Tuesday, December 05, 2006

The Writer's Audience

In a comment, Jamie says:

"I would contend that all writing is for an audience. Even private diaries, where the audience is the writer himself -- or, perhaps, the audience is the future. I think a writer always has to be mindful of who his audience is, or the work will suffer. (That's a long discussion, maybe best saved for another time.)"

No time like the present, Jamie! And since it IS a long discussion, I have given it its own thread.


  1. Bust-ed.... ;)

  2. LOL Joe!

    I guess the first thought I have on this subject is one that would appear obvious, but that a lot of writers miss. (Including myself, from time to time!)

    Rule One: You can't assume that your audience knows everything you do. Along with that, you can't assume that your audience will "get it" just because you do.

    There are plenty of ways in writing to convey information, a myriad of ways you can work on an audience's perceptions and reactions. For better or worse, telepathy and osmosis are not among them.

  3. I am intrigued by your comment that there is always an audience, even when the writer doesn't intend it. As a kid, I used to imagine that one day, after I die, someone would find all my papers and publish them. I don't think that way anymore, but perhaps I should.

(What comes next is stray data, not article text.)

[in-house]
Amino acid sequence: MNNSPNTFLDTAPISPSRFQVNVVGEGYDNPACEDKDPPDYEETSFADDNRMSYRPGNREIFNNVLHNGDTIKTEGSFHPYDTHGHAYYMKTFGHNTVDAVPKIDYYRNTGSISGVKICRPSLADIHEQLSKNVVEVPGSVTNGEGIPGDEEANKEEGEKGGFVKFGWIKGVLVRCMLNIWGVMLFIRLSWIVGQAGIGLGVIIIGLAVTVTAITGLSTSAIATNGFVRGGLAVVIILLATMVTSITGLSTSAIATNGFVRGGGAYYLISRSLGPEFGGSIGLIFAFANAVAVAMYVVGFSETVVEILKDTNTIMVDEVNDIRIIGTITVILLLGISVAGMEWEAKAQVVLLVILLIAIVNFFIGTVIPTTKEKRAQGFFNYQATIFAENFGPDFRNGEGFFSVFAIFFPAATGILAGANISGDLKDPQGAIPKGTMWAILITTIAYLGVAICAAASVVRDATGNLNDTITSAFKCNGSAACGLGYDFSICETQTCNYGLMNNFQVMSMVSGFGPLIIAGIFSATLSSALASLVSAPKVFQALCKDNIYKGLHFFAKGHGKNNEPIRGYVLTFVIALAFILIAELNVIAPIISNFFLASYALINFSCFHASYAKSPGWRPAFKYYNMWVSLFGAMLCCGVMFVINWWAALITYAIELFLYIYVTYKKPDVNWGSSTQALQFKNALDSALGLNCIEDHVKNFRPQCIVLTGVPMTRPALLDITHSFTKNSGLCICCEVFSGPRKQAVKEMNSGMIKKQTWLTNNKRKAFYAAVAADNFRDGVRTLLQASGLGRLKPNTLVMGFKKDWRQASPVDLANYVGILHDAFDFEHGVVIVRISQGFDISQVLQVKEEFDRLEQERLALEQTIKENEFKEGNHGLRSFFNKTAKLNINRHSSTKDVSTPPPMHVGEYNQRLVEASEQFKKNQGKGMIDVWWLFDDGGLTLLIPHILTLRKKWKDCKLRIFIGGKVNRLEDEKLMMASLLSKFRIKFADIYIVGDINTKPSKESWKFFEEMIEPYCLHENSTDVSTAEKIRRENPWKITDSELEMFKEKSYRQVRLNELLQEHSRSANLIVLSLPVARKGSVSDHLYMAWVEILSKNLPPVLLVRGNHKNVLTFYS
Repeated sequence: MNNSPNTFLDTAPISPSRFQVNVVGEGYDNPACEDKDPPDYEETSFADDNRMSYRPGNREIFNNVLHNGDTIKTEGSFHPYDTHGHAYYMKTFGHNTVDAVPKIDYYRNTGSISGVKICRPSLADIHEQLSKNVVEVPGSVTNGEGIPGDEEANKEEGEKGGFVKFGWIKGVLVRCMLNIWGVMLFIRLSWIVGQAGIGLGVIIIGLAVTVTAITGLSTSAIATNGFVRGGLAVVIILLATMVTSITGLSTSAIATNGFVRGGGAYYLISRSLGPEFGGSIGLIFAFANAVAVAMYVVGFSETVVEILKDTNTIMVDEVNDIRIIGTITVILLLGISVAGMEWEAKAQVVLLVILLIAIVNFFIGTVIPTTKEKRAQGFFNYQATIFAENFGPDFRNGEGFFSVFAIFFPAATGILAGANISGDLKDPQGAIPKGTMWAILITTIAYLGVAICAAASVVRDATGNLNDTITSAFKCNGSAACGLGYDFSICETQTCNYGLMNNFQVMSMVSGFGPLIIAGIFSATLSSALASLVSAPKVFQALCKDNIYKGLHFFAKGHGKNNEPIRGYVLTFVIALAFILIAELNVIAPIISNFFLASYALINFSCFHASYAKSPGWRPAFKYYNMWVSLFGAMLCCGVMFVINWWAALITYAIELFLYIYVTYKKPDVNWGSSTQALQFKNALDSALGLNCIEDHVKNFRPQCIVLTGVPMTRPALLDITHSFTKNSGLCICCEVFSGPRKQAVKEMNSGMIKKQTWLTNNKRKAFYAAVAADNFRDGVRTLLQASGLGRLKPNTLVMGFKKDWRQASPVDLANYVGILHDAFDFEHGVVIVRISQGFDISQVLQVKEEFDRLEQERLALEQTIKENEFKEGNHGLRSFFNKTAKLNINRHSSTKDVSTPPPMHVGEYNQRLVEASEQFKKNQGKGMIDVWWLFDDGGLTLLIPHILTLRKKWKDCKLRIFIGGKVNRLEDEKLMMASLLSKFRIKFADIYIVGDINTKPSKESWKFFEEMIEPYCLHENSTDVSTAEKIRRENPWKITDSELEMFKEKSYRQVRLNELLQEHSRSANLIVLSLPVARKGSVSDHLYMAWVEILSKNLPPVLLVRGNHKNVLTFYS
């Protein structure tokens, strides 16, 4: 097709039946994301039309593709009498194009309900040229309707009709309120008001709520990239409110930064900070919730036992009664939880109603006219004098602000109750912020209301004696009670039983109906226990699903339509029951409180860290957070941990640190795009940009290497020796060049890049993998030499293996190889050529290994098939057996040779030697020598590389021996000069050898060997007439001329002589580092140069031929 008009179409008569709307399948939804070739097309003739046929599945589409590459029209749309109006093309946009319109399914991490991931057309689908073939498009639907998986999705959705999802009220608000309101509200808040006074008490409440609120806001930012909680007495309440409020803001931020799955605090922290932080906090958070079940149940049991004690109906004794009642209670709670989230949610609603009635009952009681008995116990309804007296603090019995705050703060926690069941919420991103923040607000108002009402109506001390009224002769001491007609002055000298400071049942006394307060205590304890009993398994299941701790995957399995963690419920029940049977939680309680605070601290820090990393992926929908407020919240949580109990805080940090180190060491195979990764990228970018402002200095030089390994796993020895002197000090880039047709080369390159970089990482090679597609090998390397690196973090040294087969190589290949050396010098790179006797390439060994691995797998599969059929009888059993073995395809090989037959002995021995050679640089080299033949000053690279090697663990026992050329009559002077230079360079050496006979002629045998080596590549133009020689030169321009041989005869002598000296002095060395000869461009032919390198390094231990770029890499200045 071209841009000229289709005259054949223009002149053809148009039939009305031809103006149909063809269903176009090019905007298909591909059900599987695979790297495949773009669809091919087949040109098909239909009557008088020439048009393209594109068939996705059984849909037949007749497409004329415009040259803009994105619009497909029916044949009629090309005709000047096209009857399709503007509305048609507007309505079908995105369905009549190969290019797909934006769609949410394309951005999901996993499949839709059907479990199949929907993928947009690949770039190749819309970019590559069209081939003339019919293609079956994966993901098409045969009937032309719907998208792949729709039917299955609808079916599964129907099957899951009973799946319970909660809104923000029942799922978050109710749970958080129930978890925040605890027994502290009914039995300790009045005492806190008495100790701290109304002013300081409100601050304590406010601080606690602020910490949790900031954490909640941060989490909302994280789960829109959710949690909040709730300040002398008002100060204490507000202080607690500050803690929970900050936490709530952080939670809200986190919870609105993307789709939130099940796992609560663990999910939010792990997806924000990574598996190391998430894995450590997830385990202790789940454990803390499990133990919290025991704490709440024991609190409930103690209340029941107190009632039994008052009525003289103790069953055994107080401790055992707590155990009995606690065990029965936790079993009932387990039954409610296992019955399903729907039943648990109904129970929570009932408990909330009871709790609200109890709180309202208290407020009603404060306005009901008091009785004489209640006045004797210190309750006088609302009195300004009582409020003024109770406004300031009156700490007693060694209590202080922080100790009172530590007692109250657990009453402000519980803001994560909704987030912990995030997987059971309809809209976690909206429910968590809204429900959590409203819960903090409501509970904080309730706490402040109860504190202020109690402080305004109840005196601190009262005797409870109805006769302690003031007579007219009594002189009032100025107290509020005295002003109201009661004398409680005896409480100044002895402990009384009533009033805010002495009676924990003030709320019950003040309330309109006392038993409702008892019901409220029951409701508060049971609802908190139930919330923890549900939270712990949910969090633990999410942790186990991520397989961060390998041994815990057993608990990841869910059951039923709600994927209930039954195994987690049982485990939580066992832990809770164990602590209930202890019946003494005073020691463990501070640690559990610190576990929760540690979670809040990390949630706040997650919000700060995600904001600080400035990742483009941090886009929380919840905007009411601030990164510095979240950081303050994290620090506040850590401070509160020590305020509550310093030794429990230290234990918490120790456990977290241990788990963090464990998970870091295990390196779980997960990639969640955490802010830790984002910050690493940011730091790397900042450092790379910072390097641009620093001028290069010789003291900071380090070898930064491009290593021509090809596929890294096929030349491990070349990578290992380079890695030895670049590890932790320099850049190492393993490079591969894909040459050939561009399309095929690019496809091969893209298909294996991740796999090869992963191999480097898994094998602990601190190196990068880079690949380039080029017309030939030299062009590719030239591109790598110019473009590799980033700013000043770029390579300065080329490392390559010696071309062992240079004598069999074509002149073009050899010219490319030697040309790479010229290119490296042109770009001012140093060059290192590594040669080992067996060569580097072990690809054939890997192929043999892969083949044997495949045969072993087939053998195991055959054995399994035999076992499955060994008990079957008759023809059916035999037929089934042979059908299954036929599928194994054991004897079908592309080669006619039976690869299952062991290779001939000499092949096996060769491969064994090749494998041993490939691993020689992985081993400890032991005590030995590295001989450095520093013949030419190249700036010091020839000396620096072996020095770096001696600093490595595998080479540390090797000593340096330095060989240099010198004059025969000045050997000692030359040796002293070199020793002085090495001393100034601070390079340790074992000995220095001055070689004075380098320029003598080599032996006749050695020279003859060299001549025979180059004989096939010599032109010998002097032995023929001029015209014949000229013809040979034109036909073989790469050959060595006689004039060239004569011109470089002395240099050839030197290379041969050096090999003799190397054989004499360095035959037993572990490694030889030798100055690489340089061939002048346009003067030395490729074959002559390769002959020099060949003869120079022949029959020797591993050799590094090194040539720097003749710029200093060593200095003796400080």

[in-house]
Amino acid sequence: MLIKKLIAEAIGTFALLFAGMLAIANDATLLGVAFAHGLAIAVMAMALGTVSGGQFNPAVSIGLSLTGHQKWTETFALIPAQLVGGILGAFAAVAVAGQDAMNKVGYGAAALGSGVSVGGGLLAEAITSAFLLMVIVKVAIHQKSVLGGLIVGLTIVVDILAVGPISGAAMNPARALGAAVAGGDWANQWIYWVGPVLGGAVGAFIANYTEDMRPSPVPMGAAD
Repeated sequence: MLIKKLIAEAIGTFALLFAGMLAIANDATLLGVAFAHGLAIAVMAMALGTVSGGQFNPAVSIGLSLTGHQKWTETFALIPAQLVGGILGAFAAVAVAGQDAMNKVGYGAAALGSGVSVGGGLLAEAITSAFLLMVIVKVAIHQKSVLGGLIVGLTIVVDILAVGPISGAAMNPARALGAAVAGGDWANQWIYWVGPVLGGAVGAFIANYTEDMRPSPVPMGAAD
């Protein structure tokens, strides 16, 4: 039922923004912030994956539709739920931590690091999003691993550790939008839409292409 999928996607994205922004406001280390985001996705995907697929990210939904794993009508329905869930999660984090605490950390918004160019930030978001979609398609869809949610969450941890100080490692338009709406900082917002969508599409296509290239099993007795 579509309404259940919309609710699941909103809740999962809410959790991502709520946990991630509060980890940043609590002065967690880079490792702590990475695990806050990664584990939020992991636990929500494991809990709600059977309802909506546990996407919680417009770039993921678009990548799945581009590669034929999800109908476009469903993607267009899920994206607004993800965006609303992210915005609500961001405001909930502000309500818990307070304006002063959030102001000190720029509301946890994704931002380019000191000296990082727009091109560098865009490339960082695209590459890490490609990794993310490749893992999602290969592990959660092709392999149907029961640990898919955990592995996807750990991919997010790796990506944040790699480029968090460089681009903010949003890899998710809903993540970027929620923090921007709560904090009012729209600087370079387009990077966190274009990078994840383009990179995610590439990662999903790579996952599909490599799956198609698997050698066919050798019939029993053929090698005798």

4. It reminds me of a sermon that's stuck with me all these years. It involved a parable about a guy who, unsure how to talk to God, started telling Him stories about his experience. "He likes stories," the priest said. (I guess, at an early age, I must've taken that to heart.)

    My experience has been that whatever you write, sooner or later, a different person reads it...even if it's you, with new eyes. In high school, I once read a note that I'd written a few years earlier. I recognized my own handwriting, but not the guy who wrote it.

  5. I love the sermon. God likes stories. Good thing, since we humans can't seem to stop telling them.


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